Week 1: Hong Kong and Singapore

This week I arrived in Asia- my very first time on this continent. Within 24 hours of landing in Singapore from the U.S., I was already on my way to Hong Kong with my boss. He introduced me to the employees of his venture capitalist firm and showed me their shoebox of an office in the central part of the city. I was then left to my own devices and explored a little bit of the city. I walked to the botanical gardens and spent some time people-watching in the park. The botanical gardens have an impressive fountain surrounded by benches for those seeking refuge from the clustered city. It was there that I was able to breathe in the Asian air and take a moment to appreciate how far I’d come and the new culture that I had begun to dive into. 

The next day I was up bright and early for breakfast with my boss followed by some clerical work (inputting contacts into their system), and then shadowing one of the members of his team on a lunch interview. Surprisingly the lunch was casual and more of a discussion than an interview. Jolie, whom I was shadowing, described to me the importance of the new hire being personable and social. It was interesting to hear about the interviewee’s education and professional background. He was young and American-born and educated but living in Hong Kong. After lunch, I finished some more clerical work and then went with my boss to check in on one of his investments- a recruiting company. I didn’t understand much of what they were discussing, but I was able to catch onto some of the goals and tasks my boss expected of his investments in order for them to be successful. I could tell he was frustrated because the founder of his investment wasn’t listening and it was effecting the company’s production. 

My boss gave me Thursday to venture into the city alone and do what I wanted. I woke up, walked to a breakfast shop and got two pastries- mango passionfruit and pistachio raspberry, and took them back to the hotel to eat in the air conditioning (which I’ve learned to appreciate). I then left and went to an antique market, then took a ferry to Kowloon, went to the ladies’ market and got a fake designer bag for myself and a hoodie for my brother. I then went back to central and relaxed, then headed back out again to go to the observation wheel at night. The view was great and I got to see the nightly light show at 8. In my car on the wheel was a young family and some older women in a group. I asked one of them to take a picture of me and she was happy to do so. We didn’t speak the same language but were able to communicate through gestures and smiles. One of her friends helped direct her and the camera, another took pictures of her helping me to record the event. It was a special moment for me, because from traveling alone and keeping to myself I hadn’t had many interactions with foreigners. After the observation wheel, I headed back to Kowloon for the Temple Night Market, walked around, and then sat down at a street shop to observe the hustle and bustle around me. I watched groups happily gathered together outside, socializing, and eating street food.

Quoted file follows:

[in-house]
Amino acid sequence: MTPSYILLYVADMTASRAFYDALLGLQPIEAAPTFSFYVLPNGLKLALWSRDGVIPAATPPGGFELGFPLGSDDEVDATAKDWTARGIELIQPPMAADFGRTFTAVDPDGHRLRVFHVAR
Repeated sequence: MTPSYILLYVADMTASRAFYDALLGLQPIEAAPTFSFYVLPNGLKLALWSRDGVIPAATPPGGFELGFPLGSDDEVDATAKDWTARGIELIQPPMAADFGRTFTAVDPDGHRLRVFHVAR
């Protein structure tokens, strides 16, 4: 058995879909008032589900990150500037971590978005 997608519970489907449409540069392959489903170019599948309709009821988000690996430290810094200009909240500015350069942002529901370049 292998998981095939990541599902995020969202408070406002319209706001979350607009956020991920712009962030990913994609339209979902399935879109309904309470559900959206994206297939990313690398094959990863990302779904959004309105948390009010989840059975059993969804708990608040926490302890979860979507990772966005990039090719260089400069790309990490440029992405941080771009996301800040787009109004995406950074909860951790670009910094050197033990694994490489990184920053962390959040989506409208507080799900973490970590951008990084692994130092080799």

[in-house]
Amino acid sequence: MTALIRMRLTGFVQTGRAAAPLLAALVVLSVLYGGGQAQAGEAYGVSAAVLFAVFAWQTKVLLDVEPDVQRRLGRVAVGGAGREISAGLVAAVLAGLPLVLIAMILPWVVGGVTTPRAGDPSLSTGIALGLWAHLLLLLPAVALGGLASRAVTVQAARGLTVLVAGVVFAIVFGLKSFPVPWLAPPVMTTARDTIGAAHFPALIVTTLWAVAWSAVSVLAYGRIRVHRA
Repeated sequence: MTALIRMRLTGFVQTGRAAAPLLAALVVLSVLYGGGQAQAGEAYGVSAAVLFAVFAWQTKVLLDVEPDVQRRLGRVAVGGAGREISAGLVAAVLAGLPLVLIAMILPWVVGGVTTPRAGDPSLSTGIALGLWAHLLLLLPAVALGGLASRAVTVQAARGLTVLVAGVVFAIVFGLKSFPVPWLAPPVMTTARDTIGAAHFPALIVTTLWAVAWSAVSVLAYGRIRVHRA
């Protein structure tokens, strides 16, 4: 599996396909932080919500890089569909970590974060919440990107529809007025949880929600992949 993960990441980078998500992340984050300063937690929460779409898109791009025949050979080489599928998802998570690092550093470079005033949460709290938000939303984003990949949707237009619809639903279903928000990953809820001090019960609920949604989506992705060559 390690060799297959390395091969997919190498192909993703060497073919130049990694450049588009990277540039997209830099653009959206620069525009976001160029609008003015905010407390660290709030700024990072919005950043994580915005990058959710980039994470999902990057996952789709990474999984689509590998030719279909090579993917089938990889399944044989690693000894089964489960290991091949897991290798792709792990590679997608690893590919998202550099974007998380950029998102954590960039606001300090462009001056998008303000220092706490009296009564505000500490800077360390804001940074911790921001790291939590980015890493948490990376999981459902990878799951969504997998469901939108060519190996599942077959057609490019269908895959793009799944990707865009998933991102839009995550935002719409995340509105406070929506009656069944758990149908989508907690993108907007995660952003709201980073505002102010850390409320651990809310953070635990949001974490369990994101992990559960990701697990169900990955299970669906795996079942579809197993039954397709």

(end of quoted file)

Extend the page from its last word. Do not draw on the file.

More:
Friday was my last day in Hong Kong. I went back to the office, did more clerical work (this time updating expense reports) and then went to a business lunch with my boss, his business partner, an employee, and one of their investors. I sat back and observed- they mostly talked about business stuff I didn’t know anything about. Afterward, we left for the airport and my trip to Hong Kong was over. Although the trip was short, it was the perfect introduction to Asia and it allowed me to evolve as a solo traveller. I learned it was easy to get overwhelmed and want to stay in my hotel but pushing myself to leave paid off and the thrill of new experiences made up for the anxiety I was facing. 

Park in HKView of Central from KowloonBreakfast in HKTemple Night MarketIn the OfficeSingaporeSingapore Garden by the BaySingapore Airport

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